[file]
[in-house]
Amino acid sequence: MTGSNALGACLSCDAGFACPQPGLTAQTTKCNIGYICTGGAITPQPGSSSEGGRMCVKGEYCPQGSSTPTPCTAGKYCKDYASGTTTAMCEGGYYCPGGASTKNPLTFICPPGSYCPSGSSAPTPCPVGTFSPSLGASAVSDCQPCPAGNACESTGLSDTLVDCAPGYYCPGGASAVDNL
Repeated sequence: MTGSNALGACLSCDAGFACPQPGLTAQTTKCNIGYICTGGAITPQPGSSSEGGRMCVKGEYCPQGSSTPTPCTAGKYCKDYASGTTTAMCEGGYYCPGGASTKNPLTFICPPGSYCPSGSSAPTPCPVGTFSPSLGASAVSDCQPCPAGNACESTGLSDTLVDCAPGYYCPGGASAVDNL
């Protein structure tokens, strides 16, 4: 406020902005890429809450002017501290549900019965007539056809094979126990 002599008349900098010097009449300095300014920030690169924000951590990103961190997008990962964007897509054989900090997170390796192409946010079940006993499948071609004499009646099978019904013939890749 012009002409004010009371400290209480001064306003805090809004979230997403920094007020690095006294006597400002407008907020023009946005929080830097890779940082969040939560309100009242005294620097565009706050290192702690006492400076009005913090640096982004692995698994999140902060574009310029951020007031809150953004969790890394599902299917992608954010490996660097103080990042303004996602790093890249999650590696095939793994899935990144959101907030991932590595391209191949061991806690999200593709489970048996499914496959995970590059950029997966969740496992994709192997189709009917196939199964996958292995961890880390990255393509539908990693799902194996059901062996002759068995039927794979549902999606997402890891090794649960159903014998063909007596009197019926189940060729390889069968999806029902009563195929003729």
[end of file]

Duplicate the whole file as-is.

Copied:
[in-house]
Amino acid sequence: MTGSNALGACLSCDAGFACPQPGLTAQTTKCNIGYICTGGAITPQPGSSSEGGRMCVKGEYCPQGSSTPTPCTAGKYCKDYASGTTTAMCEGGYYCPGGASTKNPLTFICPPGSYCPSGSSAPTPCPVGTFSPSLGASAVSDCQPCPAGNACESTGLSDTLVDCAPGYYCPGGASAVDNL
Repeated sequence: MTGSNALGACLSCDAGFACPQPGLTAQTTKCNIGYICTGGAITPQPGSSSEGGRMCVKGEYCPQGSSTPTPCTAGKYCKDYASGTTTAMCEGGYYCPGGASTKNPLTFICPPGSYCPSGSSAPTPCPVGTFSPSLGASAVSDCQPCPAGNACESTGLSDTLVDCAPGYYCPGGASAVDNL
């Protein structure tokens, strides 16, 4: 406020902005890429809450002017501290549900019965007539056809094979126990 002599008349900098010097009449300095300014920030690169924000951590990103961190997008990962964007897509054989900090997170390796192409946010079940006993499948071609004499009646099978019904013939890749 012009002409004010009371400290209480001064306003805090809004979230997403920094007020690095006294006597400002407008907020023009946005929080830097890779940082969040939560309100009242005294620097565009706050290192702690006492400076009005913090640096982004692995698994999140902060574009310029951020007031809150953004969790890394599902299917992608954010490996660097103080990042303004996602790093890249999650590696095939793994899935990144959101907030991932590595391209191949061991806690999200593709489970048996499914496959995970590059950029997966969740496992994709192997189709009917196939199964996958292995961890880390990255393509539908990693799902194996059901062996002759068995039927794979549902999606997402890891090794649960159903014998063909007596009197019926189940060729390889069968999806029902009563195929003729």